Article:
Today, most of "Playboy's" editions in Eastern Europe have to compete in a much more saturated media market. Lifestyle magazines abound, and a successful recipe in the U.S. does not necessarily translate within the local context.
Maksim Maslakov is editor in chief of "Playboy Russia," which has a monthly circulation of 105,000. He tells RFE/RL that the magazine strives to abide by the original "Playboy" formula of being hip and entertaining.
"The Russian 'Playboy' pictorials are distinguished by the more natural appearance of the models," he says. "Unlike the U.S. 'Playboy,' where there are many silicon blondes, the Russian 'Playboy' is following a different venue. It better suits the taste of the Russian men. Our girls are more naturally attractive, more relaxed. In my opinion, our photo shoots are more contemporary. I wouldn't like to brag about myself, but if you peruse through both magazines, you'll notice some differences."
David Walker is vice president of Playboy Enterprises and closely monitors "Playboy" publications around the world. Walker usually spends half of the year traveling to the countries where "Playboy" magazine is published. He says he is keenly aware of the nuances in the magazine among its Eastern European editions.
"[There are] radical differences between them. 'Playboy Slovenia' is a more classical design, a slower design deep in lush graphics. 'Playboy Bulgaria' compared to that is more edgy. 'Playboy Russia' is a superb balance of graphic design, editorial quality, pictorial quality, interviews. 'Playboy Bulgaria' had some of the most aggressive and interesting interviews in any of the editions. They do different elements of the 'Playboy' mix."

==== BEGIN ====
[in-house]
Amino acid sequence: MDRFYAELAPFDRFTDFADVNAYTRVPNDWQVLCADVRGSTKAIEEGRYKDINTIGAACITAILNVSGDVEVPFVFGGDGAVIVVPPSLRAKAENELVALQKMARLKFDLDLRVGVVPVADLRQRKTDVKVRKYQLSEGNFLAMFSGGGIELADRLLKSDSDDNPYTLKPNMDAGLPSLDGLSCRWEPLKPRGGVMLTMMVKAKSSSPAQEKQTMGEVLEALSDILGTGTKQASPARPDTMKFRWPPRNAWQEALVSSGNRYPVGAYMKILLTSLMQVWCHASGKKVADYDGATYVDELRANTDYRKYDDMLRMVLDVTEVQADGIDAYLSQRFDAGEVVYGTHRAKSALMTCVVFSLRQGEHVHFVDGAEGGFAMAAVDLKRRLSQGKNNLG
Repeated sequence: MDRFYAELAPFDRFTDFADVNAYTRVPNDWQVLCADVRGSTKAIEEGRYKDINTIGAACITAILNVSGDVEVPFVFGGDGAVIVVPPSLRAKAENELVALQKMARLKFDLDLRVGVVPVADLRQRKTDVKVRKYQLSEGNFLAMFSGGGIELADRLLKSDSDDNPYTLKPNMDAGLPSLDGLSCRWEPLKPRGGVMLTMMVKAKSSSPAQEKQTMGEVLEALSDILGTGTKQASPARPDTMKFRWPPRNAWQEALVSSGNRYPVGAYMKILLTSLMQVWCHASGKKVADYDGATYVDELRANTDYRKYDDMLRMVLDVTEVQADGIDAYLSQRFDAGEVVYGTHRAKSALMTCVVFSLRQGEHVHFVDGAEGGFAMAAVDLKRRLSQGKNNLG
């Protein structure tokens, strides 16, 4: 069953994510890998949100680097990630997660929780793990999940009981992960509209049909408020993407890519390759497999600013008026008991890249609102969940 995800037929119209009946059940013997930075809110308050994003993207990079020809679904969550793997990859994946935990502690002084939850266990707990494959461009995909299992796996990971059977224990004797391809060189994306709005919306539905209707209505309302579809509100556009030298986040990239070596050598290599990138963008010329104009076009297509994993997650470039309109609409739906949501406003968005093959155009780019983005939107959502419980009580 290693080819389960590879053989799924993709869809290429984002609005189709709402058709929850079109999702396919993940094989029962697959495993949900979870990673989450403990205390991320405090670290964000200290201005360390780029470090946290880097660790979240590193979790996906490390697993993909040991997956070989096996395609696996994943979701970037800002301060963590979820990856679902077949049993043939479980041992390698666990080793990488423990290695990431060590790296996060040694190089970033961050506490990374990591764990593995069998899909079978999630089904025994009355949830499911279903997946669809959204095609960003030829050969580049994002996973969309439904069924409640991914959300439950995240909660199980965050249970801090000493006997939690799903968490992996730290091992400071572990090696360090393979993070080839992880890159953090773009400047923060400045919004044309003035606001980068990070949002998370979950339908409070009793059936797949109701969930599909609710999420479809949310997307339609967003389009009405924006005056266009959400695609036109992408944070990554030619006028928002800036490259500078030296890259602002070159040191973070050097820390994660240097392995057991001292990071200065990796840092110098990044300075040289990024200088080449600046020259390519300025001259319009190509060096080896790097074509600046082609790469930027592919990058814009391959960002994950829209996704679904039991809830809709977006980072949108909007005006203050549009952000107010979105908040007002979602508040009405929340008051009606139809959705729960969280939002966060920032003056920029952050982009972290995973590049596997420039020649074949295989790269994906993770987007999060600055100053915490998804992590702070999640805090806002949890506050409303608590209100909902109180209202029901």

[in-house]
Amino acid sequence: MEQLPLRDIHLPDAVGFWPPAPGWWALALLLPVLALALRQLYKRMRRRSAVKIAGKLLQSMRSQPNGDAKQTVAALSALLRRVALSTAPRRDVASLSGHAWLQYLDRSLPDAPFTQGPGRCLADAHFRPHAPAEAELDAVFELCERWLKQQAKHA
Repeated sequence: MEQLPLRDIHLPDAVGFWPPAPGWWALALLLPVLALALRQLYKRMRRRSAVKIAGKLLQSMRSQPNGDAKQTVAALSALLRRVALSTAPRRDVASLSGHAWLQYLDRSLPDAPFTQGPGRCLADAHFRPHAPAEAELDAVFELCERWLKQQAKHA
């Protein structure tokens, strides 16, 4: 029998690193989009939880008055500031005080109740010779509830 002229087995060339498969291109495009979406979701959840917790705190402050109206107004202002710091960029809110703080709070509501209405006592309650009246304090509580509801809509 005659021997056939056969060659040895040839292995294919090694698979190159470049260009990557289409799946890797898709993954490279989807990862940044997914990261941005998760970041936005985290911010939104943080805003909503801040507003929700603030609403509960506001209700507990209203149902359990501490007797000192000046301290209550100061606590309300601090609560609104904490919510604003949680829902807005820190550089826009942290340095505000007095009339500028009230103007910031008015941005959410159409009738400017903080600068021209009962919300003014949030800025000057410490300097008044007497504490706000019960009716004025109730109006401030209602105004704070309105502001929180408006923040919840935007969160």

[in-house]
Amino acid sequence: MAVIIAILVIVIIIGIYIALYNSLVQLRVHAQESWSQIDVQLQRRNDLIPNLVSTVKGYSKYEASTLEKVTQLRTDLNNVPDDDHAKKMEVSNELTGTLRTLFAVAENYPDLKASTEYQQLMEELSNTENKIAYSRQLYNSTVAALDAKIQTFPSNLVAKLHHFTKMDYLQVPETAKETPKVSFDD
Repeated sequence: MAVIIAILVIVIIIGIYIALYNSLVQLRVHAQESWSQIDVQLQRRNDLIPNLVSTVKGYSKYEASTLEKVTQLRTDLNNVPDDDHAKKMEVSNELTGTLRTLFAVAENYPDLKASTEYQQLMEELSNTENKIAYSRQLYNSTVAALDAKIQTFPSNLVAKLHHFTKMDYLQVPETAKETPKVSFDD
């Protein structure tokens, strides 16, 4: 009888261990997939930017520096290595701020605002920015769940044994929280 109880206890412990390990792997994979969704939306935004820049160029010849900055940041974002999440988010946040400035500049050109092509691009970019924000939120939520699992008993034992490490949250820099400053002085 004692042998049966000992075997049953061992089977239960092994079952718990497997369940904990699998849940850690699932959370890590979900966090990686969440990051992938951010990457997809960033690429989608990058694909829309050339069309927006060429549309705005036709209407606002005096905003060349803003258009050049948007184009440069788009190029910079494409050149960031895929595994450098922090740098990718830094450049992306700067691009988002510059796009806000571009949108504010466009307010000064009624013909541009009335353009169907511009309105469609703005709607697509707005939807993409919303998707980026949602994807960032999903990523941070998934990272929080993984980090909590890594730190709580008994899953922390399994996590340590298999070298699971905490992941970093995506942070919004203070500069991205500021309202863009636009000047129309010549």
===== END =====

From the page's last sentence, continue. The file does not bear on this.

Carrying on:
Walker's job is to ensure the integrity and quality of "Playboy" is uniformly maintained. But that does not mean the magazine looks the same in each country. The magazine adopts a more liberal or conservative attitude, depending on the market. "Playboy" in Eastern Europe leans in a more liberal direction.
"We [at 'Playboy'] approach women as our friends, our colleagues, our spouses, our lovers, our partners in life, our partners in business. It is a fully formed vision of women. That was lost often because there was no category [in the past] for a men's lifestyle magazine. 'Playboy' was the only one. Now there are half-a-dozen in every country. That's great for us! We no longer have to discuss what a men's lifestyle magazine is. We only have to demonstrate that 'Playboy' is the best of them and is the only one that touches all elements of a man's life."